The Clintons and the chronic miscreant pass

In a recent column, Peggy Noonan noted how Bill and Hillary Clinton’s serial misdeeds have become so commonplace that both are essentially inoculated against claims that they are bad people.  No matter what a Clinton does, it’s already “old news,” in their apologists’ favorite turn of phrase.  “Nobody cares” is the next favorite.  For the Clintons themselves, “What difference does it make?” will do.

This is hardly a new phenomenon, and it is simply a reflection of human nature.  Anybody who’s worked in criminal justice, the public school system, or the military (I’ve worked in all three) knows it.  I call it the chronic miscreant’s pass.  As a young attorney I was amazed when obvious chronic minor offenders were given a pass by prosecutors and judges for no other reason than it appeared that they were sick of dealing with them.  “Three strike” laws are partly the result of this common practice.  In our public schools, administrators will often severely punish a relatively good kid for a single misdeed and let the chronic troublemaker off with a wrist-slap – because the administrator is sick of dealing with the unredeemable, or he is just afraid these kids will drop out and ruin the school’s retention stats.  In the military, especially the conscript military, the chronic miscreant has become a fictional cliché (think of Corporal Klinger among many others).  But because these men (at least during the draft) are often in the military against their will (or better judgment), they tend to be somewhat sympathetic, if not loveable. 

The media like to paint Bill Clinton as such a loveable rogue rather than as a chronic miscreant.  He might be both, but most chronic miscreants are not loveable at all, and are often among the worst people you would ever want to meet.  They tend to be willful and determined.  They also tend to be selfish, self-pitying, not self-aware, and incompetent.  Sound like a former secretary of state? 

In general, chronic miscreants are not successful and live on the margins of society.  They get away with what they do because normal people just tire of dealing with them.  The Clintons are different in that despite their regular lapses in morality, ethics, and governing competence, they have nonetheless been fabulously successful.

There is usually an exception that proves the rule.  In the case of the chronic miscreant, the Clintons are it.  The question is, are the American people so tired of Hillary Clinton that they will give her another pass and actually elect her, or will they come to their senses and finally abandon her?

In a recent column, Peggy Noonan noted how Bill and Hillary Clinton’s serial misdeeds have become so commonplace that both are essentially inoculated against claims that they are bad people.  No matter what a Clinton does, it’s already “old news,” in their apologists’ favorite turn of phrase.  “Nobody cares” is the next favorite.  For the Clintons themselves, “What difference does it make?” will do.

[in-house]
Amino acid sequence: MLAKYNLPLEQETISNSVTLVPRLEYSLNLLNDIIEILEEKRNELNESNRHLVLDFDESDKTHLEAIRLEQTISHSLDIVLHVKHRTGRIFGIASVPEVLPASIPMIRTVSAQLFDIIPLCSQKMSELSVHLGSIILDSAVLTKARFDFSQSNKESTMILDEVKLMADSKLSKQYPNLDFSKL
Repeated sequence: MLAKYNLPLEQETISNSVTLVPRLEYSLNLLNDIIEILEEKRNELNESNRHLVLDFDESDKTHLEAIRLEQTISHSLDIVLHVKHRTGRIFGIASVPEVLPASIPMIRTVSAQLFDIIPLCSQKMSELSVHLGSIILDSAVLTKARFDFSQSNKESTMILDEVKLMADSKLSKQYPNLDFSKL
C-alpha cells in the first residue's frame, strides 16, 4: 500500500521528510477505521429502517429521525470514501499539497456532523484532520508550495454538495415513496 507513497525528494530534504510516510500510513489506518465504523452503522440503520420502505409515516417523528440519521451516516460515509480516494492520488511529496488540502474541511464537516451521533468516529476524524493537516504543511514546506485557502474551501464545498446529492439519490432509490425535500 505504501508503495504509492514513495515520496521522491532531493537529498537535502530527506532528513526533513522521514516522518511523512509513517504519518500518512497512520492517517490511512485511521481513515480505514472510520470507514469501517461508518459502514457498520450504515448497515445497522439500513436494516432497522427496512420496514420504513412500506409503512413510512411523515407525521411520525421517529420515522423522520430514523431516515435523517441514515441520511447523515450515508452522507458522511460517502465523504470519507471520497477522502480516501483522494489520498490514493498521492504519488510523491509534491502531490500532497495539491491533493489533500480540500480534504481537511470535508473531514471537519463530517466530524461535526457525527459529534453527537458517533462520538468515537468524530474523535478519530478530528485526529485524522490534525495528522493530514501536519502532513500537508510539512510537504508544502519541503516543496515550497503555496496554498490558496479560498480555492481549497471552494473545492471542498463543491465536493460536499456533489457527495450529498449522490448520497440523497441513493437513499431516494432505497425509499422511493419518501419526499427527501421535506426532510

This is hardly a new phenomenon, and it is simply a reflection of human nature.  Anybody who’s worked in criminal justice, the public school system, or the military (I’ve worked in all three) knows it.  I call it the chronic miscreant’s pass.  As a young attorney I was amazed when obvious chronic minor offenders were given a pass by prosecutors and judges for no other reason than it appeared that they were sick of dealing with them.  “Three strike” laws are partly the result of this common practice.  In our public schools, administrators will often severely punish a relatively good kid for a single misdeed and let the chronic troublemaker off with a wrist-slap – because the administrator is sick of dealing with the unredeemable, or he is just afraid these kids will drop out and ruin the school’s retention stats.  In the military, especially the conscript military, the chronic miscreant has become a fictional cliché (think of Corporal Klinger among many others).  But because these men (at least during the draft) are often in the military against their will (or better judgment), they tend to be somewhat sympathetic, if not loveable. 

The media like to paint Bill Clinton as such a loveable rogue rather than as a chronic miscreant.  He might be both, but most chronic miscreants are not loveable at all, and are often among the worst people you would ever want to meet.  They tend to be willful and determined.  They also tend to be selfish, self-pitying, not self-aware, and incompetent.  Sound like a former secretary of state? 

In general, chronic miscreants are not successful and live on the margins of society.  They get away with what they do because normal people just tire of dealing with them.  The Clintons are different in that despite their regular lapses in morality, ethics, and governing competence, they have nonetheless been fabulously successful.

There is usually an exception that proves the rule.  In the case of the chronic miscreant, the Clintons are it.  The question is, are the American people so tired of Hillary Clinton that they will give her another pass and actually elect her, or will they come to their senses and finally abandon her?